Erosion and Subsequent Transport State of Escherichia coli from Cowpats
APPLIED AND ENVIRONMENTAL MICROBIOLOGY , 71 , 2005
Muirhead, R.W., Collins, R.P., Bremer, P.J.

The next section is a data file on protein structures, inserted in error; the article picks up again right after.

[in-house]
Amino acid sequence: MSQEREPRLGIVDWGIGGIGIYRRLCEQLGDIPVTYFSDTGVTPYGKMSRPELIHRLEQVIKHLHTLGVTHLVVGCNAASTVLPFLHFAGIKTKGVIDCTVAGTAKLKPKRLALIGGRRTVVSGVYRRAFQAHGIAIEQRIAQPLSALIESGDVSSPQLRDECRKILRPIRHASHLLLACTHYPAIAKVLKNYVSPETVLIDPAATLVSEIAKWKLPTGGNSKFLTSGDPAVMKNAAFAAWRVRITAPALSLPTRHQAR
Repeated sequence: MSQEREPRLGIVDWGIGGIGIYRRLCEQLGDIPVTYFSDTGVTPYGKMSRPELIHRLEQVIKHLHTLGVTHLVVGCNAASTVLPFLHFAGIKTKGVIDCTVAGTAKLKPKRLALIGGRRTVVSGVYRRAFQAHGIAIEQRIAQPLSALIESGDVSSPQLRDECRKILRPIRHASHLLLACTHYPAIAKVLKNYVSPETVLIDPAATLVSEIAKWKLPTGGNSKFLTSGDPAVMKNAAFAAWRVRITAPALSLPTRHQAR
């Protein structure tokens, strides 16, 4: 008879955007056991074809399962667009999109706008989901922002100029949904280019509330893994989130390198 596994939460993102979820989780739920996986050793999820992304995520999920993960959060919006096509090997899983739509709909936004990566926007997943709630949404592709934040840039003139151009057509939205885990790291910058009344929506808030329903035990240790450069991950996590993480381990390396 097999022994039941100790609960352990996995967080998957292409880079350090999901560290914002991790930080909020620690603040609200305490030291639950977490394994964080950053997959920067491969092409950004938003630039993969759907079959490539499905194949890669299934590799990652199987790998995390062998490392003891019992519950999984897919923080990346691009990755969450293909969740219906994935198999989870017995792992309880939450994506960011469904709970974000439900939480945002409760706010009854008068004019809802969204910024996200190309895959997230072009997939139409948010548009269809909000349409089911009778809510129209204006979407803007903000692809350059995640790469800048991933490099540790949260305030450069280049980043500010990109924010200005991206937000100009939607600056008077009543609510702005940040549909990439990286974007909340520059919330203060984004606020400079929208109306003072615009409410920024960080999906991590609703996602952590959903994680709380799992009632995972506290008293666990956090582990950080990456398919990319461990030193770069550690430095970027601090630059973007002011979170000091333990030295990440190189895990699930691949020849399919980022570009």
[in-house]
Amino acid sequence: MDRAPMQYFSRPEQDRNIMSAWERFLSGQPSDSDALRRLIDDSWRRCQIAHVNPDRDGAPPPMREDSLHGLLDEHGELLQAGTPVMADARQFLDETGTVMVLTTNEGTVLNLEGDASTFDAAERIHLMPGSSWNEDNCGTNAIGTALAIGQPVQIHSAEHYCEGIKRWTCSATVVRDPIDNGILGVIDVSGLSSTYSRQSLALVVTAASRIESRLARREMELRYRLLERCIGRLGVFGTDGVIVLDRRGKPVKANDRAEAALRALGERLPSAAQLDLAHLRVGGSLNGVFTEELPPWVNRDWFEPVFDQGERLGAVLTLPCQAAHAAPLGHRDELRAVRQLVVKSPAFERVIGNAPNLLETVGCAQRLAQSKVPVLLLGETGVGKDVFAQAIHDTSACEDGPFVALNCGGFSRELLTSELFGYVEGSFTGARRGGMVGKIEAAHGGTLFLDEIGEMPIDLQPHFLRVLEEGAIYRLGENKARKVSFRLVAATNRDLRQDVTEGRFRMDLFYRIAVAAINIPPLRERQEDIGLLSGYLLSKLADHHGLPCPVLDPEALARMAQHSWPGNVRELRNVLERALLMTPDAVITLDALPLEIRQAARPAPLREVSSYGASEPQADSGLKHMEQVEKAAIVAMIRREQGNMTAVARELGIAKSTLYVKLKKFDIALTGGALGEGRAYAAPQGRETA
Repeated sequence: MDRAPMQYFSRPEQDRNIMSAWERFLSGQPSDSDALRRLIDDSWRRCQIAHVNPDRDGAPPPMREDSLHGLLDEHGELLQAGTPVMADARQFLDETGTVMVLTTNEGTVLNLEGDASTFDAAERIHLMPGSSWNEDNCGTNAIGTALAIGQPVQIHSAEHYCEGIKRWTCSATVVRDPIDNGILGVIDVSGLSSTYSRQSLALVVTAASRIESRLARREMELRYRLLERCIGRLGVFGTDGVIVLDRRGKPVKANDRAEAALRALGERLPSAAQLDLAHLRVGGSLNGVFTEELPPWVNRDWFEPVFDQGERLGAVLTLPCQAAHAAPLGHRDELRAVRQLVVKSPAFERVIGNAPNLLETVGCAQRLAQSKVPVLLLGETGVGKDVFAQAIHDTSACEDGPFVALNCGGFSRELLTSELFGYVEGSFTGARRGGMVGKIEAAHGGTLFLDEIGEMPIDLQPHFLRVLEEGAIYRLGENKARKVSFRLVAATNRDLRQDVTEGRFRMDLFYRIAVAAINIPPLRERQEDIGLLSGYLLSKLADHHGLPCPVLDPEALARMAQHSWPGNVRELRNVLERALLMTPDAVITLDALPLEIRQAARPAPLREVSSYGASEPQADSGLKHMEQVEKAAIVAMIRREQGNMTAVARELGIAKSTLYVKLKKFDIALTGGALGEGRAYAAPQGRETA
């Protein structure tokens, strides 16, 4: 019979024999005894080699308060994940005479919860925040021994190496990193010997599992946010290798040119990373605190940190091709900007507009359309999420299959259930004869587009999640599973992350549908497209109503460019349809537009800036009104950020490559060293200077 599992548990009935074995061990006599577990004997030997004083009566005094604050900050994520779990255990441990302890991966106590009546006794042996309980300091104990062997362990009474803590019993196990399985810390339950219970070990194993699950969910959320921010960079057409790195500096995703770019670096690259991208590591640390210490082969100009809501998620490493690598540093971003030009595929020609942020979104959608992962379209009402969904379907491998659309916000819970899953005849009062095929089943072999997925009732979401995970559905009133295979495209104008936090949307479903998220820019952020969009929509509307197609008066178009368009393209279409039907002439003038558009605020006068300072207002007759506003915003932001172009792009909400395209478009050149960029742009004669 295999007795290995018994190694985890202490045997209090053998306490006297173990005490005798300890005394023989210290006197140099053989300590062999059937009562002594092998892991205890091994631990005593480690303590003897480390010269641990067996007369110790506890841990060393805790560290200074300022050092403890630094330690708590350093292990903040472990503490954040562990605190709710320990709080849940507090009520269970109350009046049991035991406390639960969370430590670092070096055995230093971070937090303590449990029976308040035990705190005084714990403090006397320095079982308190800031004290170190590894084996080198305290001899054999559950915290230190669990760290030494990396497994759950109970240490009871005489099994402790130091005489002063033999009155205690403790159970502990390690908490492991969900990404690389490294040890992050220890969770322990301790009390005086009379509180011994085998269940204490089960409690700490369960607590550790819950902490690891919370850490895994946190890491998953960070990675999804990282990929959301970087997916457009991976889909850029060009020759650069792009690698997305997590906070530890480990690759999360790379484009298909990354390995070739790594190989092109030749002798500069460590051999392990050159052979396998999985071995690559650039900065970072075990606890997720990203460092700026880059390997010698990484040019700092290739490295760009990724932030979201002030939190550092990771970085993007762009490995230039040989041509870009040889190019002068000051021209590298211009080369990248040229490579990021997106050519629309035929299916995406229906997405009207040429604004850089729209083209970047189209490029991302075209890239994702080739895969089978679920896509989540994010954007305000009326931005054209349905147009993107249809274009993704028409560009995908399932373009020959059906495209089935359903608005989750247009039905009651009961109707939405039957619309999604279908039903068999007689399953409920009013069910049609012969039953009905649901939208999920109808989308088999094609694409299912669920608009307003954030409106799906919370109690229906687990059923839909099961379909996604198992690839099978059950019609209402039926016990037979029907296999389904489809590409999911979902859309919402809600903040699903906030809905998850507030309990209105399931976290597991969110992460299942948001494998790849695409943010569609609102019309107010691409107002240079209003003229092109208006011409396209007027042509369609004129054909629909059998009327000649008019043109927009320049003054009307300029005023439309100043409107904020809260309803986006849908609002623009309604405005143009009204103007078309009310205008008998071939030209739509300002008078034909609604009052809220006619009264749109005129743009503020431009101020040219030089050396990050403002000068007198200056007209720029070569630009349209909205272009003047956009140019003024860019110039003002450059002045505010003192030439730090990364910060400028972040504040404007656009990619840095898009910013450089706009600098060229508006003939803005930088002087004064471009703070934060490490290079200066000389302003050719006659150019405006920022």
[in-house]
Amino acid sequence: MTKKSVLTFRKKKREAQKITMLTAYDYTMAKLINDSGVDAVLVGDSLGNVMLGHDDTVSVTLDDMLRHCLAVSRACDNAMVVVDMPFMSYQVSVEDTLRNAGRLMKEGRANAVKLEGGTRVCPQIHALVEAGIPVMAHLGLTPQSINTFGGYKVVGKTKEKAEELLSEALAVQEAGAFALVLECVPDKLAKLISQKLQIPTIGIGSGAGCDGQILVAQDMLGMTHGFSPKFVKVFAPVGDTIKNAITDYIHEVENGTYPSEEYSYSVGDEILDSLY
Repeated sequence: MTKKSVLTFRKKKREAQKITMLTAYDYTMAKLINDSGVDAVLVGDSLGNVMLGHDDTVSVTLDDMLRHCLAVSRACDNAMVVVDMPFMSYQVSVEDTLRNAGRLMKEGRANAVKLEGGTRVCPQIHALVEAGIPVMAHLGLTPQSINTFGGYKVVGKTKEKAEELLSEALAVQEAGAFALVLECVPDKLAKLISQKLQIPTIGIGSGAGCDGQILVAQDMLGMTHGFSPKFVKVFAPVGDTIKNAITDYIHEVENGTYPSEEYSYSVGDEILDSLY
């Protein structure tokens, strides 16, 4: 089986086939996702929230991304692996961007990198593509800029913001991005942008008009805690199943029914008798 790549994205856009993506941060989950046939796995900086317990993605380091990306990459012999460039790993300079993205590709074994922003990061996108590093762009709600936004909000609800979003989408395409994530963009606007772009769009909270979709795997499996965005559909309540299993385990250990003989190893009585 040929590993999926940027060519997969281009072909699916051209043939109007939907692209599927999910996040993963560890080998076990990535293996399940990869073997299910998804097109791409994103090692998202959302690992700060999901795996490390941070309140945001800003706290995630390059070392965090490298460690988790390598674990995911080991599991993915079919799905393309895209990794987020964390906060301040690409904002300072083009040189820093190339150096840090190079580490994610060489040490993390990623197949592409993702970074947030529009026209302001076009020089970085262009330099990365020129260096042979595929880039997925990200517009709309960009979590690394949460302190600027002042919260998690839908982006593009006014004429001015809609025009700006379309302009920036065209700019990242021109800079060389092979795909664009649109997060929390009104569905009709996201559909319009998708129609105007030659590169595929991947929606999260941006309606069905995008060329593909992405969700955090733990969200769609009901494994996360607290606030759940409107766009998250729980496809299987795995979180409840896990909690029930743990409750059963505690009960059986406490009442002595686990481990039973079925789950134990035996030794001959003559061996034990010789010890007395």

Processes by which fecal bacteria enter overland flow and their transportation state to surface waters are poorly understood, making the effectiveness of measures designed to intercept this pathway, such as vegetated buffer strips, difficult to predict. Freshly made and aged (up to 30 days) cowpats were exposed to simulated rainfall, and samples of the cowpat material and runoff were collected. Escherichia coli in the runoff samples were separated into attached (to particles) and unattached fractions, and the unattached fraction was analyzed to determine if the cells were clumped. Within cowpats, E. coli grew for 6 to 14 days, rather than following a typical logarithmic die-off curve. E. coli numbers in the runoff correlated with numbers inside the cowpat. Most of the E. coli organisms eroded from the cowpats were transported as single cells, and only a small percentage (about 8%) attached to particles. The erosion of E. coli from cowpats and the state in which the cells were transported did not vary with time within a single rainfall event or over time as the cowpats aged and dried out. These findings indicate that cowpats can remain a significant source of E. coli in overland flow for more than 30 days. As well, most of the E. coli organisms eroded from cowpats will occur as readily transportable single cells.